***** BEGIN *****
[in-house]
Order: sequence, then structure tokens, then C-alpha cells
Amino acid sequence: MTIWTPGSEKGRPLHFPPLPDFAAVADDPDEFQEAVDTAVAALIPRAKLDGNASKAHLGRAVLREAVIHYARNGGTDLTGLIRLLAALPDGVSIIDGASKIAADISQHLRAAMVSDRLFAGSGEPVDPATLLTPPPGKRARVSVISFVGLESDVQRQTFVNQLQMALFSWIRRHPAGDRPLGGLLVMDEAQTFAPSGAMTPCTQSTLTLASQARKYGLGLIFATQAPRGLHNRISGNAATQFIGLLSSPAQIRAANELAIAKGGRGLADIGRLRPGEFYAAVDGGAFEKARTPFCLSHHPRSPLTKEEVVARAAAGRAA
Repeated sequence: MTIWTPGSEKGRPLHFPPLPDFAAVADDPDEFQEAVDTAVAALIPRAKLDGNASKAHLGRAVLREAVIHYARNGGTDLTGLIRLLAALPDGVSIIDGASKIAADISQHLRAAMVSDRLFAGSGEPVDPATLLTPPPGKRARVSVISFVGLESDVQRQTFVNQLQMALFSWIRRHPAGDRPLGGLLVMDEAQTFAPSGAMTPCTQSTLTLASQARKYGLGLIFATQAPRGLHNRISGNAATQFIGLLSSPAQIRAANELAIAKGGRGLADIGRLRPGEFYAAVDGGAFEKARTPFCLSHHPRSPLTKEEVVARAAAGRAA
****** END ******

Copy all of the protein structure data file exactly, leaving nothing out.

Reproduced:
[in-house]
Order: sequence, then structure tokens, then C-alpha cells
Amino acid sequence: MTIWTPGSEKGRPLHFPPLPDFAAVADDPDEFQEAVDTAVAALIPRAKLDGNASKAHLGRAVLREAVIHYARNGGTDLTGLIRLLAALPDGVSIIDGASKIAADISQHLRAAMVSDRLFAGSGEPVDPATLLTPPPGKRARVSVISFVGLESDVQRQTFVNQLQMALFSWIRRHPAGDRPLGGLLVMDEAQTFAPSGAMTPCTQSTLTLASQARKYGLGLIFATQAPRGLHNRISGNAATQFIGLLSSPAQIRAANELAIAKGGRGLADIGRLRPGEFYAAVDGGAFEKARTPFCLSHHPRSPLTKEEVVARAAAGRAA
Repeated sequence: MTIWTPGSEKGRPLHFPPLPDFAAVADDPDEFQEAVDTAVAALIPRAKLDGNASKAHLGRAVLREAVIHYARNGGTDLTGLIRLLAALPDGVSIIDGASKIAADISQHLRAAMVSDRLFAGSGEPVDPATLLTPPPGKRARVSVISFVGLESDVQRQTFVNQLQMALFSWIRRHPAGDRPLGGLLVMDEAQTFAPSGAMTPCTQSTLTLASQARKYGLGLIFATQAPRGLHNRISGNAATQFIGLLSSPAQIRAANELAIAKGGRGLADIGRLRPGEFYAAVDGGAFEKARTPFCLSHHPRSPLTKEEVVARAAAGRAA